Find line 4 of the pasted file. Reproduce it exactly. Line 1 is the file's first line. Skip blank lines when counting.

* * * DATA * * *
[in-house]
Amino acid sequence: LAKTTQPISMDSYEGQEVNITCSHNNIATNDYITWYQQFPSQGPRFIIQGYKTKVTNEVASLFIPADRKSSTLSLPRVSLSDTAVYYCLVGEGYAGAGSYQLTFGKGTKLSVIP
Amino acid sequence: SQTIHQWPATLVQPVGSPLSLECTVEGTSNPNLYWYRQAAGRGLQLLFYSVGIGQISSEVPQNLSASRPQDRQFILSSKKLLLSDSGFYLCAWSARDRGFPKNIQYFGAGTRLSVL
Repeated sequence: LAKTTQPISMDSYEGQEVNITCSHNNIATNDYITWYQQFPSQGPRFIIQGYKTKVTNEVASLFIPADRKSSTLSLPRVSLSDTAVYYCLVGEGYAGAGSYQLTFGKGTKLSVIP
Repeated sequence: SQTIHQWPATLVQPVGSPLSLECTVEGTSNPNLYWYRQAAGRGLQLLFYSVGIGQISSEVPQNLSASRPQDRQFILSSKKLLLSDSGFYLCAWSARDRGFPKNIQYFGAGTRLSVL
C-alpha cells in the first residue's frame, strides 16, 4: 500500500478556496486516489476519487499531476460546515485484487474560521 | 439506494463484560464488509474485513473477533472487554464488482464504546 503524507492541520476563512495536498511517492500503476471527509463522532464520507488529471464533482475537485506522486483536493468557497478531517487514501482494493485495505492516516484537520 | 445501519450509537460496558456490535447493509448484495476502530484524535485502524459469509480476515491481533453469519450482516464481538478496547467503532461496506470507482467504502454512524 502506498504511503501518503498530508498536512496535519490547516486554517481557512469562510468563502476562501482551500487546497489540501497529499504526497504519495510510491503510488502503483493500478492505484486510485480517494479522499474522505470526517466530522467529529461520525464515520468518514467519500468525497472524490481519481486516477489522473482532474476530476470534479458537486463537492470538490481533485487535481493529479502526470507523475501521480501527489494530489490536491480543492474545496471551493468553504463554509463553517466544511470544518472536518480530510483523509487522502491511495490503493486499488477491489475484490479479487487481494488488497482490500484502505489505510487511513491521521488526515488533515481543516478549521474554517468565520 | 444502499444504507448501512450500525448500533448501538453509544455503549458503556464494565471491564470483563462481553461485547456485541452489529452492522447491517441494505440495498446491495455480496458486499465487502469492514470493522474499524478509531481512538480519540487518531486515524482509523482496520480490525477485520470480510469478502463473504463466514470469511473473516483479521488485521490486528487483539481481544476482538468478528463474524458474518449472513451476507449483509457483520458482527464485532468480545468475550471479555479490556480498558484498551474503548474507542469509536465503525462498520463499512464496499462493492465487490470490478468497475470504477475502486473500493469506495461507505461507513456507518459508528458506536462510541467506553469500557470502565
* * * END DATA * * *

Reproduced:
Repeated sequence: LAKTTQPISMDSYEGQEVNITCSHNNIATNDYITWYQQFPSQGPRFIIQGYKTKVTNEVASLFIPADRKSSTLSLPRVSLSDTAVYYCLVGEGYAGAGSYQLTFGKGTKLSVIP